to lounge around. I don't think I've seen a bad show there yet.
They also have some "resident artists" some of whom
(Jon Dee Graham
in particular) are pretty good.
An intimate club where you won't need your earplugs (unusual
in Austin in that regard). Acts tend more towards the acoustic
here; you can also hear roots-rockers in a more "unplugged" mode.
Touring acts make up a noticeable percentage of the roster but
more than half are local. I've never seen a bad show here.
The emphasis is on the lyrics and the tunes at this club. Although
both alcohol and cigarettes are in evidence, neither are
particularly intrusive. Low cover charges and I'm told they
have good coffee. When the weather (and neighbors) permit,
they have early shows outside. (They used to have only outside
shows, but the neighbors finally prevailed.)
The Hole In The Wall:
A rock and roots-rock in an authentic "old Austin
funky" club. (Now don't you never mind the places where the
ceiling is falling in). No martinis, no cigars, no hoi polloi
in this crowd, the question is what kind of beer do you want and
how many glasses you want with that pitcher. Always consistenly
booking live, original, music, with the occasional touring act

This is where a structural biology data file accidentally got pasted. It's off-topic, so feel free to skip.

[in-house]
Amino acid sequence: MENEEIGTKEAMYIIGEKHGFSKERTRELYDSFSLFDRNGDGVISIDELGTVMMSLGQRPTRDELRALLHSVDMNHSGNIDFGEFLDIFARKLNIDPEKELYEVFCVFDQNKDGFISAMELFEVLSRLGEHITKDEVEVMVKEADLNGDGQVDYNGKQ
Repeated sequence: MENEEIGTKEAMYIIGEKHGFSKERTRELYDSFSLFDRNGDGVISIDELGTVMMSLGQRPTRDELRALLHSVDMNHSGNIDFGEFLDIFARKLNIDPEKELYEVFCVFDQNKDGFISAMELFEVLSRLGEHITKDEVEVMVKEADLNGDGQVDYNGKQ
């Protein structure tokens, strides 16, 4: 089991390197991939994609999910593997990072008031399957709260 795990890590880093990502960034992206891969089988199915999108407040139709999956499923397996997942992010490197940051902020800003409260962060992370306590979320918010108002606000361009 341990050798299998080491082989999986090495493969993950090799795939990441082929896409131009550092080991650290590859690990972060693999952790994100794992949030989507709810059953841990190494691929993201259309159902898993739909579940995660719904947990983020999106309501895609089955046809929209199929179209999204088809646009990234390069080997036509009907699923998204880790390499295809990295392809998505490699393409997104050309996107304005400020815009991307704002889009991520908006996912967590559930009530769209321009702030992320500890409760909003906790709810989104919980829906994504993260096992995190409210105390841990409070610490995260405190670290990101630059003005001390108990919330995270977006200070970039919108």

from some wierd place or other (Amarillo? Finland?) Some
curmudgeons have been heard to say that when this place and
the Spoke are both gone, there won't be any "real" Austin left.
[Later update, much after this page was originally written ...
uh oh! On the other hand, there is a "rumor" that it may
reopen in the same location. We'll see.]
Always local, always blues, always low cover.
One of the last few remaining "real" live (not just pop-cover tunes)
places to hear music on 6th Street. Nice and run-down and relaxed.
The audience consists of the pierced people through the old farts.
You should stop in and leave a few dollars there to support this
outpost on 6th.
Originally more of a singer-songwriter place back in the days of
the big Progressive Country scare, now leans more towards roots-rock.
The crowd averages a little older here and the musicians are more
generally local than touring acts. The sound is fair to good, not too
loud (but bring your earplugs), and there are a good number of
seats. Unforunately this can be a real smoke-a-torium when
those seats are full. Occasionally they'll do a webcast from
the stage . Recommended act: the Replacements, every
Sunday at 7pm, a kind of local supergroup. (They have several
key members and then a varying cast of substitutes with various
guests sitting in and whatever. Their shtick is un-P.C. gags,
(thus the group name), so their between-song patter may not
be suitable for the easily offended.)
Other fabled live music venues missing in action (closed but
hoping to reopen in other locations):
Then there are the places that are primarily
restaurants with live music
as their feature.
Back to my main music page.
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©1997-2003, Mark Linimon. All rights reserved.
Sat Mar 29 14:17:39 CST 2003